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My Real Children US cover

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Now they're both as dead as the Dragon Griaule, it may be OK to voice again a thought that many of us have had and sometimes uttered, ever since the early 1980s when Lucius Shepard began to publish short stories in that seismic and oracular tongue he never fully abandoned, that intimately voiced susurrus of implication whose breath made the ground vibrate under your feet as you read, though he claimed to have gone clean after 1998 and abandoned rhetoric for classic purity: that there was more than a passing similtude (which he denied) between him and Gabriel Garcia Marquez. Paul Kincaid's smoking-gun quotations from both writers in a recently reprinted column on magic realism provide specific instances of a shared adhesive literalness of approach that makes what they tell us seem inescapable, as though it was the world itself speaking to us at long last, speaking sooth, true words nothing but themselves. Following Kincaid a step further, one might also suggest that a ranged carillon of semblances marries the town of Macondo in One Hundred Years of Solitude (1967) to the great embrasive dragon who first appears in "The Man Who Painted the Dragon Griaule" (December 1984 F&SF), subcutaneous tattoos of topoi and turn and stay that make both Macondo and Griaule into what one might call topics: banyans of topoi so intimately and architectonically wed that in the end the town and the dragon are, like the chambered nautilus, better understood in terms of structure rather than plot: more geography than story, mappable topics of dream, though stories mine them.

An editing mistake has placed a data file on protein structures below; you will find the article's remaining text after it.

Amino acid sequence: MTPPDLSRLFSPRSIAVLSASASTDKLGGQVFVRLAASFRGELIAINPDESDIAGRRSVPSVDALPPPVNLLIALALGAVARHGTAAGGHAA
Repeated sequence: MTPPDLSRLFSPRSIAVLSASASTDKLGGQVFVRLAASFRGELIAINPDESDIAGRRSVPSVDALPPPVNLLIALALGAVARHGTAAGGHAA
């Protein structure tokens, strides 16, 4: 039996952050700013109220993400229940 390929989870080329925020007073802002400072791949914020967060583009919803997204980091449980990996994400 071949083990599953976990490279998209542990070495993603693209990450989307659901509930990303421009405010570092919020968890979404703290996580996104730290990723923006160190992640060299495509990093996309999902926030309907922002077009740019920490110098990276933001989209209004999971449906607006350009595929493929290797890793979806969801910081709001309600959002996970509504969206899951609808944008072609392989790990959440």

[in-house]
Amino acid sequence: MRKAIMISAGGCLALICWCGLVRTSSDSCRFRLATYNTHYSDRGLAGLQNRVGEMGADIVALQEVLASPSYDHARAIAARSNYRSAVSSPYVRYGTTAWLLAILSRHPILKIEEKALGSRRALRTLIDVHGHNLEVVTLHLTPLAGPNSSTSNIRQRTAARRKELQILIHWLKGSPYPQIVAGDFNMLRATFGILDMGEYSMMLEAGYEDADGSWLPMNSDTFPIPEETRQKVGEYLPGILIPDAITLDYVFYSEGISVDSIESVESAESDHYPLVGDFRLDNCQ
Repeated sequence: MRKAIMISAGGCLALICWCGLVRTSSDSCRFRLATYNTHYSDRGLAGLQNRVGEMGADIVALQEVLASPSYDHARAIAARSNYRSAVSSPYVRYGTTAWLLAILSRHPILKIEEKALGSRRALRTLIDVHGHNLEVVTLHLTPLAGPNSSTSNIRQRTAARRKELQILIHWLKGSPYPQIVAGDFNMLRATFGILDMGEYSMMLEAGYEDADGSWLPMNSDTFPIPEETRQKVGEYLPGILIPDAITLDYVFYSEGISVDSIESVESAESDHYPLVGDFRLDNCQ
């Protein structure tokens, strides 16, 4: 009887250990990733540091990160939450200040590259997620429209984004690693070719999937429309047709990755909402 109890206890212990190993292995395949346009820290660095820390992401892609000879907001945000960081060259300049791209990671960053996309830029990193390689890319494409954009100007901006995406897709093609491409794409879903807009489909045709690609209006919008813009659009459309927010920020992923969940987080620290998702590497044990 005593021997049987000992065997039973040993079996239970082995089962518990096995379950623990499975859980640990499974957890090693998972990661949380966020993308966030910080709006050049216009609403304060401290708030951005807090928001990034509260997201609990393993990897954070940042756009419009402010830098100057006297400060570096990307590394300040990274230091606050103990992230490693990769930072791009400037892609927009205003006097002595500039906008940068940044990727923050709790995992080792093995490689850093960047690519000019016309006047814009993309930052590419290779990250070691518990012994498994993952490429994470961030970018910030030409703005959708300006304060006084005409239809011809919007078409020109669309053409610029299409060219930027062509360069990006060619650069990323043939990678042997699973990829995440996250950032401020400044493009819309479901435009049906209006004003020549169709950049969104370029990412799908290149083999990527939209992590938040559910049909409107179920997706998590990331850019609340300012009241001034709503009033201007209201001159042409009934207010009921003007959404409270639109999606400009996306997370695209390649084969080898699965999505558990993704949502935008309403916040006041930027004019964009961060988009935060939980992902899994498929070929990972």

Another image comes to mind as well: that Shepard himself rather resembled his most famous creation.